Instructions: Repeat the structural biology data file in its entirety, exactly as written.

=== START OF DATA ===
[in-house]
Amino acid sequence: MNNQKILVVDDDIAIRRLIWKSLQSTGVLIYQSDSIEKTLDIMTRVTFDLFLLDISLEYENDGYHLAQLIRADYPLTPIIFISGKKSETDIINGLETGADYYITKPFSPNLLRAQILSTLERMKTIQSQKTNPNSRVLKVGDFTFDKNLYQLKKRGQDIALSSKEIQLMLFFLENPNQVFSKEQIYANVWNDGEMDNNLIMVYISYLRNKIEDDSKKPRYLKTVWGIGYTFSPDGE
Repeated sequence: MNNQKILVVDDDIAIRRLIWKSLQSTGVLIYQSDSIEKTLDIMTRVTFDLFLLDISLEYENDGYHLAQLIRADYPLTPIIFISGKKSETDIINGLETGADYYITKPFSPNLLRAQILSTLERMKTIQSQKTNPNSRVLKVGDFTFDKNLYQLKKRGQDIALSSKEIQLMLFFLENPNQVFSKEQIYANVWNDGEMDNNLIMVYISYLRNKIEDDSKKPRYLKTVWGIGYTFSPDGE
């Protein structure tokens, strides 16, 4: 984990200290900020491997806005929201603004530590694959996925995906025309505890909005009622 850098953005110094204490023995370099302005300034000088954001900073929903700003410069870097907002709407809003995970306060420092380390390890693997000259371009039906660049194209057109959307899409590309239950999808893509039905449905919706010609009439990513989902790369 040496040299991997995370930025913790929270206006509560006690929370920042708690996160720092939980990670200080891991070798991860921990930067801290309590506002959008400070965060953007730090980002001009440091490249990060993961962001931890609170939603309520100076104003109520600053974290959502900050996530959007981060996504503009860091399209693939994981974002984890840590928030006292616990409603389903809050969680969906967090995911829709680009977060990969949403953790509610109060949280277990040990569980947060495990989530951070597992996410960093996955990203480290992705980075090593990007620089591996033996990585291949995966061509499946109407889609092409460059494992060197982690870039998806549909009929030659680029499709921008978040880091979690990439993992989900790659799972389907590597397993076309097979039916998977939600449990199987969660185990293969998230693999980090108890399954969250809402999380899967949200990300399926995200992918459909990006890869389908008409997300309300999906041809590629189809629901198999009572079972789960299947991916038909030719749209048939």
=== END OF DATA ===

[in-house]
Amino acid sequence: MNNQKILVVDDDIAIRRLIWKSLQSTGVLIYQSDSIEKTLDIMTRVTFDLFLLDISLEYENDGYHLAQLIRADYPLTPIIFISGKKSETDIINGLETGADYYITKPFSPNLLRAQILSTLERMKTIQSQKTNPNSRVLKVGDFTFDKNLYQLKKRGQDIALSSKEIQLMLFFLENPNQVFSKEQIYANVWNDGEMDNNLIMVYISYLRNKIEDDSKKPRYLKTVWGIGYTFSPDGE
Repeated sequence: MNNQKILVVDDDIAIRRLIWKSLQSTGVLIYQSDSIEKTLDIMTRVTFDLFLLDISLEYENDGYHLAQLIRADYPLTPIIFISGKKSETDIINGLETGADYYITKPFSPNLLRAQILSTLERMKTIQSQKTNPNSRVLKVGDFTFDKNLYQLKKRGQDIALSSKEIQLMLFFLENPNQVFSKEQIYANVWNDGEMDNNLIMVYISYLRNKIEDDSKKPRYLKTVWGIGYTFSPDGE
């Protein structure tokens, strides 16, 4: 984990200290900020491997806005929201603004530590694959996925995906025309505890909005009622 850098953005110094204490023995370099302005300034000088954001900073929903700003410069870097907002709407809003995970306060420092380390390890693997000259371009039906660049194209057109959307899409590309239950999808893509039905449905919706010609009439990513989902790369 040496040299991997995370930025913790929270206006509560006690929370920042708690996160720092939980990670200080891991070798991860921990930067801290309590506002959008400070965060953007730090980002001009440091490249990060993961962001931890609170939603309520100076104003109520600053974290959502900050996530959007981060996504503009860091399209693939994981974002984890840590928030006292616990409603389903809050969680969906967090995911829709680009977060990969949403953790509610109060949280277990040990569980947060495990989530951070597992996410960093996955990203480290992705980075090593990007620089591996033996990585291949995966061509499946109407889609092409460059494992060197982690870039998806549909009929030659680029499709921008978040880091979690990439993992989900790659799972389907590597397993076309097979039916998977939600449990199987969660185990293969998230693999980090108890399954969250809402999380899967949200990300399926995200992918459909990006890869389908008409997300309300999906041809590629189809629901198999009572079972789960299947991916038909030719749209048939």